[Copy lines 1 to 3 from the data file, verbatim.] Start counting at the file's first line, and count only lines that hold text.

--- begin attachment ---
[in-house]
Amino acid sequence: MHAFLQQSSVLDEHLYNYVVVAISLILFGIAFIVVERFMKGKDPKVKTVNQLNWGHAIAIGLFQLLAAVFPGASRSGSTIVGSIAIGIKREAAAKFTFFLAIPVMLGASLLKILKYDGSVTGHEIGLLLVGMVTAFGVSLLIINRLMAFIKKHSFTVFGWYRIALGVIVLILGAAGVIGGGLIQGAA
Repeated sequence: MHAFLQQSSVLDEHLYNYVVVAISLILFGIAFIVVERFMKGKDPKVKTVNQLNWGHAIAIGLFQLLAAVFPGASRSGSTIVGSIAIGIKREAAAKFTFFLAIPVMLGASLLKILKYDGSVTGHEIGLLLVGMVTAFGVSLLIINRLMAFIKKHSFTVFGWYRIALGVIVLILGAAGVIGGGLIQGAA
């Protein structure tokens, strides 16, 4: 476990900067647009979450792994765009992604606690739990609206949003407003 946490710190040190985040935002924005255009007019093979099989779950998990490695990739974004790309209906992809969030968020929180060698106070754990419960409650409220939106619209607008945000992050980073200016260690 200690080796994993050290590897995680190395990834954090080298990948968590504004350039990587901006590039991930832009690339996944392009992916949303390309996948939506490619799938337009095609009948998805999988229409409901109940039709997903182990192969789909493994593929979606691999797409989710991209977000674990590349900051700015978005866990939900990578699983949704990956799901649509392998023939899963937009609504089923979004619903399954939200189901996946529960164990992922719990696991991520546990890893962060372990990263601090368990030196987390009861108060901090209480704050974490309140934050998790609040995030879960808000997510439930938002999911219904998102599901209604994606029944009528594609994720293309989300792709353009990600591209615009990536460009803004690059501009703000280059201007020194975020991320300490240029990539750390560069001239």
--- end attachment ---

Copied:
[in-house]
Amino acid sequence: MHAFLQQSSVLDEHLYNYVVVAISLILFGIAFIVVERFMKGKDPKVKTVNQLNWGHAIAIGLFQLLAAVFPGASRSGSTIVGSIAIGIKREAAAKFTFFLAIPVMLGASLLKILKYDGSVTGHEIGLLLVGMVTAFGVSLLIINRLMAFIKKHSFTVFGWYRIALGVIVLILGAAGVIGGGLIQGAA
Repeated sequence: MHAFLQQSSVLDEHLYNYVVVAISLILFGIAFIVVERFMKGKDPKVKTVNQLNWGHAIAIGLFQLLAAVFPGASRSGSTIVGSIAIGIKREAAAKFTFFLAIPVMLGASLLKILKYDGSVTGHEIGLLLVGMVTAFGVSLLIINRLMAFIKKHSFTVFGWYRIALGVIVLILGAAGVIGGGLIQGAA